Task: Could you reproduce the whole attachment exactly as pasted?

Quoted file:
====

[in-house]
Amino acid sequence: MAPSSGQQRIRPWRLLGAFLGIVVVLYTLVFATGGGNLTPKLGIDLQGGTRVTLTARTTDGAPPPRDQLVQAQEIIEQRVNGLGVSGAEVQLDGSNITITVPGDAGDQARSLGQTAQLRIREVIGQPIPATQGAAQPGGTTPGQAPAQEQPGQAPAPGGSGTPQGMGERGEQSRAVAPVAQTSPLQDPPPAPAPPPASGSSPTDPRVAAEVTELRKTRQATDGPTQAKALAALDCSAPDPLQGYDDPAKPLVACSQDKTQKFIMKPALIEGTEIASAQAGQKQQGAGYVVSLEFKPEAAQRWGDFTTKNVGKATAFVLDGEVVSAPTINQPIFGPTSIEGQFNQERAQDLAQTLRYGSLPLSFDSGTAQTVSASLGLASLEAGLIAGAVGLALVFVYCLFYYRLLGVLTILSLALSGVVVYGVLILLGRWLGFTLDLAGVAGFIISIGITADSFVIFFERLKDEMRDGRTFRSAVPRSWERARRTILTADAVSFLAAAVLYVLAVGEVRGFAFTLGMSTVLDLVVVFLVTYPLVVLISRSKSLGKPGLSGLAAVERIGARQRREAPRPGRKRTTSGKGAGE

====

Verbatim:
[in-house]
Amino acid sequence: MAPSSGQQRIRPWRLLGAFLGIVVVLYTLVFATGGGNLTPKLGIDLQGGTRVTLTARTTDGAPPPRDQLVQAQEIIEQRVNGLGVSGAEVQLDGSNITITVPGDAGDQARSLGQTAQLRIREVIGQPIPATQGAAQPGGTTPGQAPAQEQPGQAPAPGGSGTPQGMGERGEQSRAVAPVAQTSPLQDPPPAPAPPPASGSSPTDPRVAAEVTELRKTRQATDGPTQAKALAALDCSAPDPLQGYDDPAKPLVACSQDKTQKFIMKPALIEGTEIASAQAGQKQQGAGYVVSLEFKPEAAQRWGDFTTKNVGKATAFVLDGEVVSAPTINQPIFGPTSIEGQFNQERAQDLAQTLRYGSLPLSFDSGTAQTVSASLGLASLEAGLIAGAVGLALVFVYCLFYYRLLGVLTILSLALSGVVVYGVLILLGRWLGFTLDLAGVAGFIISIGITADSFVIFFERLKDEMRDGRTFRSAVPRSWERARRTILTADAVSFLAAAVLYVLAVGEVRGFAFTLGMSTVLDLVVVFLVTYPLVVLISRSKSLGKPGLSGLAAVERIGARQRREAPRPGRKRTTSGKGAGE